My dissertation considers cross-cultural encounter represented in the nineteenth-century novel by focusing on the relationships between England's imperial nationalism and the novel. Whereas many postcolonial critics have situated the nineteenth-century novelistic process in the national context of English colonialism and have argued that the novel mainly sustained the hegemonic mode of conceptualization of England's cultural others, I argue that the story of cross-cultural encounters conceives an alternative vision that counters such a hegemonic conceptualization of English subjectivity and its subordinate otherness.
The notion of cross-cultural encounter in my project is differentiated from that of the space of colonial encounter through which the colonizer from the metropolis seeks to assert his superiority and secure his innocence while he is involved with colonial practices. On the contrary, English characters in the texts that I consider experience the sense of guilt, ennui, or uncertainty that is frequently attributed to colonized subjects. Through actual encounter with their cultural others, English characters distance themselves from the dominant cultural order and the imperialist assumptions as to their superiority and engage with other cultures and people. I show how novels suggest the disruption of the claimed cultural hierarchy by addressing the positive alterity of other cultures and hybridity that the dynamics of cross-cultural encounter invoke.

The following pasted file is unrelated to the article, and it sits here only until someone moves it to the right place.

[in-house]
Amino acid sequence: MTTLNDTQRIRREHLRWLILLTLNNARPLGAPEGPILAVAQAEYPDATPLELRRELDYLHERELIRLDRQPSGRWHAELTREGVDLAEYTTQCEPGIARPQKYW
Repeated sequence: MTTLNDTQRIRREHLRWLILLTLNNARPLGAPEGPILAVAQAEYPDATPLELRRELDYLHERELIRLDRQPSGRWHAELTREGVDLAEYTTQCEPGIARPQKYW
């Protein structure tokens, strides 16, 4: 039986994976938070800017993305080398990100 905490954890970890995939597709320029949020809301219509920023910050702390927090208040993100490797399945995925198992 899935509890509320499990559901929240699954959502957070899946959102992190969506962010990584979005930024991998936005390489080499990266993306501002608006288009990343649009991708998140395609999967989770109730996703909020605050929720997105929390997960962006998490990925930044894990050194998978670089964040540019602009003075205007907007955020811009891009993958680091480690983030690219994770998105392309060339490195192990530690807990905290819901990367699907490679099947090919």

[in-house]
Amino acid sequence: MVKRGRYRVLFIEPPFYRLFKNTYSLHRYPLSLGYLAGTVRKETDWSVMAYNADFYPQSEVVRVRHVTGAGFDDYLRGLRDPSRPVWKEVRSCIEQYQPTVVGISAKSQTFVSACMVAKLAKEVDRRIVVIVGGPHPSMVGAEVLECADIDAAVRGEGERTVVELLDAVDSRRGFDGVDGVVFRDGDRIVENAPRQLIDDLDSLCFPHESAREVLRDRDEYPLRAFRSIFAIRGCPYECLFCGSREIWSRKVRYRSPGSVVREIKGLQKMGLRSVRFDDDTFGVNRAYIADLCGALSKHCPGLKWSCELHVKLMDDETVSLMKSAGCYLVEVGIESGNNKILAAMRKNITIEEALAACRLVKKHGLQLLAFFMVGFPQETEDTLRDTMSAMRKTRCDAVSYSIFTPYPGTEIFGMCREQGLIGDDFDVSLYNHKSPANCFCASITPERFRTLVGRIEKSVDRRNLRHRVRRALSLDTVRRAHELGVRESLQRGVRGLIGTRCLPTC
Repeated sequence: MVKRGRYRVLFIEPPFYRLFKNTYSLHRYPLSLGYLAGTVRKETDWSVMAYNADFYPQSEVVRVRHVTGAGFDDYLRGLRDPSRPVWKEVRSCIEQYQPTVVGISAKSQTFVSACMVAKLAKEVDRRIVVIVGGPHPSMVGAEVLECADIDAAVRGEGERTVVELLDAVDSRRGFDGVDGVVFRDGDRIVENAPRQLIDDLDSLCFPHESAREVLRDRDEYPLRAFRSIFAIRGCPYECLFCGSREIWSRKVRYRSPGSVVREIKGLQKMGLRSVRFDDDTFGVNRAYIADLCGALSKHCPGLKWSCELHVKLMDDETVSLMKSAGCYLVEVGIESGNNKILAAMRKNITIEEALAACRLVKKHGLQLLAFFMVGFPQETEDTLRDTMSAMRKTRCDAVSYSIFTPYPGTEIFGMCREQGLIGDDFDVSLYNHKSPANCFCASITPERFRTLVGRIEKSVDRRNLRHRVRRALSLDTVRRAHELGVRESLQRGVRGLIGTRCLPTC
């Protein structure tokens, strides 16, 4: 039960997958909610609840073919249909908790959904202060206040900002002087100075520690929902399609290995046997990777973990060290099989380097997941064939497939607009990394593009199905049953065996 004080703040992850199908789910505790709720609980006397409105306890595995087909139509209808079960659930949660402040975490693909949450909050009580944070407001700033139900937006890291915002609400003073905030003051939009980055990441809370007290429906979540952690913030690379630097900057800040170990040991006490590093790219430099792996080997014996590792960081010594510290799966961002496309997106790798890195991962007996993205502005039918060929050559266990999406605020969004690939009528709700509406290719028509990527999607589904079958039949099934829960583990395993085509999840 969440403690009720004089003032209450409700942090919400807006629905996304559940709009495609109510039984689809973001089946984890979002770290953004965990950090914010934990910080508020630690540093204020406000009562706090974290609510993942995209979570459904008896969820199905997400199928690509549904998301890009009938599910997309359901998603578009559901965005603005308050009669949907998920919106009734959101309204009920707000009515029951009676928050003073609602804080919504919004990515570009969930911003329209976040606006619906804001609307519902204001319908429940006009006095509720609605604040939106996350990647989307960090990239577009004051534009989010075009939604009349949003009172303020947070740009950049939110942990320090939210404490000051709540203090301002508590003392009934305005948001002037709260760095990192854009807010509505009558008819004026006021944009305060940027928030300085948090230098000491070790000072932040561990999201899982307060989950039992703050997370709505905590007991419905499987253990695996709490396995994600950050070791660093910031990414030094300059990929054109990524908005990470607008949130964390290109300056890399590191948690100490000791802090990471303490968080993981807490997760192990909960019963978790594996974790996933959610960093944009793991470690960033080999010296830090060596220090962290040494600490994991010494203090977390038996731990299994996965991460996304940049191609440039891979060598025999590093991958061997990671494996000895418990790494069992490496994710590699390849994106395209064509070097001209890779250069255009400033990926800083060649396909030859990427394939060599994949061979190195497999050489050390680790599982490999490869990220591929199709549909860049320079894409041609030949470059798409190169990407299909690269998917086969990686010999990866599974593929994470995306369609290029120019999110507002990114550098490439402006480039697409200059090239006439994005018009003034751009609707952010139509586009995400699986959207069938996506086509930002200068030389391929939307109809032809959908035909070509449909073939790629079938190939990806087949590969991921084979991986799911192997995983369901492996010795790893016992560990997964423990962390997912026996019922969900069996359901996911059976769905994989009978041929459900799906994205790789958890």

The individual chapters of my dissertation show that while the English nation confronted various other cultures in the nineteenth century, at the same time the novel was also engaged with such issues as the Irish Question, the Jewish Question, and the Indian Question to conceive a different world order in which the meaning and values of the metropolitan center and its peripheries are reconsidered. In five case studies of different subgenres of the novel such as the Irish national tale, the realist novel, the sensation novel, the Gothic novel, and the early modernist novel, I demonstrate that the nineteenth-century novel engages itself with the shared question of English national identity in its relation to cultural others consistently throughout the various subgenres.
|Commitee:||Garcha, Aman, Riede, David, Simmons, Clare|
|School:||The Ohio State University|
|School Location:||United States -- Ohio|
|Source:||DAI-A 78/11(E), Dissertation Abstracts International|
|Subjects:||British and Irish literature, Sociology|
|Keywords:||Alterity, Cross-cultural encounter, Genre, Hybridity, National identity, Nineteenth-century British literature|
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